Men Stopping Violence (MSV) has worked closely with the judicial branch of state and local governments for several years. MSV helped create the Georgia Commission on Family Violence and is the only non-governmental agency mandated to serve on the commission. As a men’s education and intervention agency, MSV has been called in as a consultant regarding governmental policies in Great Britain and Taiwan, as well as in jurisdictions in counties and states across the country.

The Community Restoration Program (CRP) volunteers support the legislative efforts of the Georgia State Coalition every year. Sen. Johnny Isakson attributed his vote for the Violence Against Women Act, in part, to the education he received from the men of CRP.

For further information, please contact Ulester Douglas at 404.270.9894.

Criminal Legal System

Work with the criminal legal system is important because women need to be able to call the police to stop immediate physical violence. However, many women choose not to rely on the police and courts. They may need to avoid having the situation taken from their control. It may create serious financial hardship to put the abuser’s job at risk. In immmigrant communities, there may be a fear of deportation. Many communities feel that calling in the police puts everyone at risk.

So, MSV works very hard with other institutions to create safety for women and girls. We believe that victims of abuse need alternatives to the criminal legal system.

While we work with other institutions, we continue to provide training for and work in partnership with parts of the criminal legal system.

Our experience has been that, if a man is to change his violent and abusive behavior, at least two things must happen. His actions must carry significant consequences and for some men those consequences come through the criminal legal system. Second, he must focus on what he did and work to change himself instead of trying to change his partner. We also find that men who are willing to reach out to their friends, family, and other men for support are much more likely to make that change.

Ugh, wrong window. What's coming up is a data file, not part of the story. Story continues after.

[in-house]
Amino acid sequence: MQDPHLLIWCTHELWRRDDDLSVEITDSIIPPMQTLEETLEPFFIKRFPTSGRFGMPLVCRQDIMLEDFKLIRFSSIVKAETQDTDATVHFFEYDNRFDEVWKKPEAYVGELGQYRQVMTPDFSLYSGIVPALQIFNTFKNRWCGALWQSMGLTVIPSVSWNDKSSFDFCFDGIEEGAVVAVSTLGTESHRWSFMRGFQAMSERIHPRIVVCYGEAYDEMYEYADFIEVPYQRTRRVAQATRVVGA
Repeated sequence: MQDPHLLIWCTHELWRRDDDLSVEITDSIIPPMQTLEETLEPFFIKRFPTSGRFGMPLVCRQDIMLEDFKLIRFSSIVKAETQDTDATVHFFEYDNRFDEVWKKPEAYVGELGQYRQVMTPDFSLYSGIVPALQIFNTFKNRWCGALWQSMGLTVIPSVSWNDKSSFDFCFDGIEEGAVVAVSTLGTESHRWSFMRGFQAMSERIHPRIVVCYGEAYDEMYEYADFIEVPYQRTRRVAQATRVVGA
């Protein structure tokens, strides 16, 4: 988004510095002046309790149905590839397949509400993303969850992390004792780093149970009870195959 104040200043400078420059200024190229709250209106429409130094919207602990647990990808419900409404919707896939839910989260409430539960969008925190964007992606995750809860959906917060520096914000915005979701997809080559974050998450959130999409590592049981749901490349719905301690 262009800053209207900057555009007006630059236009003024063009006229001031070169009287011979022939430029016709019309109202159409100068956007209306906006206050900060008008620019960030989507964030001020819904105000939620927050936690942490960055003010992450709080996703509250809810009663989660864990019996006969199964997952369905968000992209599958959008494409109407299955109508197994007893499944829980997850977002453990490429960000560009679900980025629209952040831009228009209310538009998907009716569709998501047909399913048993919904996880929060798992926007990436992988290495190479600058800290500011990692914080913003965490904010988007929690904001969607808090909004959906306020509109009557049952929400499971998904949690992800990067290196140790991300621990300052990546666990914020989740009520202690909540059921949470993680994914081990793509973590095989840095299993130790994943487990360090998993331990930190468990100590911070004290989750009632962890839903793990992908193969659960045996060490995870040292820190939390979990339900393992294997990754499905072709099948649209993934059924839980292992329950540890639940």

MSV works with women’s advocates, judges, prosecutors, police, and others to create a coordinated response to violence against women. We believe that it is essential to involve advocates in shaping systemic responses to domestic violence.

Advocates continue to remind us of the impact of violence on the victim. When a man does not take responsibility for his abuse, we do not accept him into our program because the degree of his denial makes him an ongoing danger to the victim. Allowing a batterer to participate in an intervention program when he has no interest in stopping his violence is dangerous, as it could signal to the victim, the court, and the community that he is less of a threat than he has been in the past.

Men Stopping Violence is one of the oldest batterers’ intervention program in the country. We are nationally known for our ground-breaking curriculum, Men At Work. If you have questions about the work we do with the criminal legal system, please feel free to contact Ulester Douglas, at 404.270.9894.

Office of Violence against Women

The U.S. Department of Justice (DOJ) has chosen Men Stopping Violence (MSV) to provide training and technical assistance for the first national initiative to engage men in the work of addressing violence against women. The goal of the program is to increase the number of males involved in primary prevention programs that drive awareness and education about violence against women and girls.

This two-year initiative, “Engaging Men in Preventing Sexual Assault, Domestic Violence, Dating Violence, and Stalking,” is part of the 2005 Violence Against Women Act and will be administered by the DOJ’s Office on Violence Against Women (OVW). Some of MSV’s responsibilities for this project include convening educational meetings of all grantees, assisting with the development of a curriculum for community-based organizations on domestic violence, providing basic and advance training to grantees, creating and electronically distributing reproducible materials for use by grantees and providing on-site and remote technical assistance as needed by grantees.

For more information on MSV’s work with the OVW, contact Lee Giordano at 404.270.9894.